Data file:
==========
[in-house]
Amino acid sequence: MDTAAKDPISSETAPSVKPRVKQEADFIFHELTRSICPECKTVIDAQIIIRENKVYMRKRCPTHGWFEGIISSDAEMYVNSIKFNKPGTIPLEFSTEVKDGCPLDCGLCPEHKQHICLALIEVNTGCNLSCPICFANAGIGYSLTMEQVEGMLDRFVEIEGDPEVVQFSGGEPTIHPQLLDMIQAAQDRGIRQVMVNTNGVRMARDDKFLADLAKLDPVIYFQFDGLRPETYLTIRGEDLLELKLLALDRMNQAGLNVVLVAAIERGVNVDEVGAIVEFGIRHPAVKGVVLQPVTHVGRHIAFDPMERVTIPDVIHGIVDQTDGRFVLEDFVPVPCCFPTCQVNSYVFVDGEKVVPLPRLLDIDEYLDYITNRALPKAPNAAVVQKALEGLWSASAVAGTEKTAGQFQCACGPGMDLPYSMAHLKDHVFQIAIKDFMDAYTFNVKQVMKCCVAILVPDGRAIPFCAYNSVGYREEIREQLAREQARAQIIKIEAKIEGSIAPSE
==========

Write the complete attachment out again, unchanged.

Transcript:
[in-house]
Amino acid sequence: MDTAAKDPISSETAPSVKPRVKQEADFIFHELTRSICPECKTVIDAQIIIRENKVYMRKRCPTHGWFEGIISSDAEMYVNSIKFNKPGTIPLEFSTEVKDGCPLDCGLCPEHKQHICLALIEVNTGCNLSCPICFANAGIGYSLTMEQVEGMLDRFVEIEGDPEVVQFSGGEPTIHPQLLDMIQAAQDRGIRQVMVNTNGVRMARDDKFLADLAKLDPVIYFQFDGLRPETYLTIRGEDLLELKLLALDRMNQAGLNVVLVAAIERGVNVDEVGAIVEFGIRHPAVKGVVLQPVTHVGRHIAFDPMERVTIPDVIHGIVDQTDGRFVLEDFVPVPCCFPTCQVNSYVFVDGEKVVPLPRLLDIDEYLDYITNRALPKAPNAAVVQKALEGLWSASAVAGTEKTAGQFQCACGPGMDLPYSMAHLKDHVFQIAIKDFMDAYTFNVKQVMKCCVAILVPDGRAIPFCAYNSVGYREEIREQLAREQARAQIIKIEAKIEGSIAPSE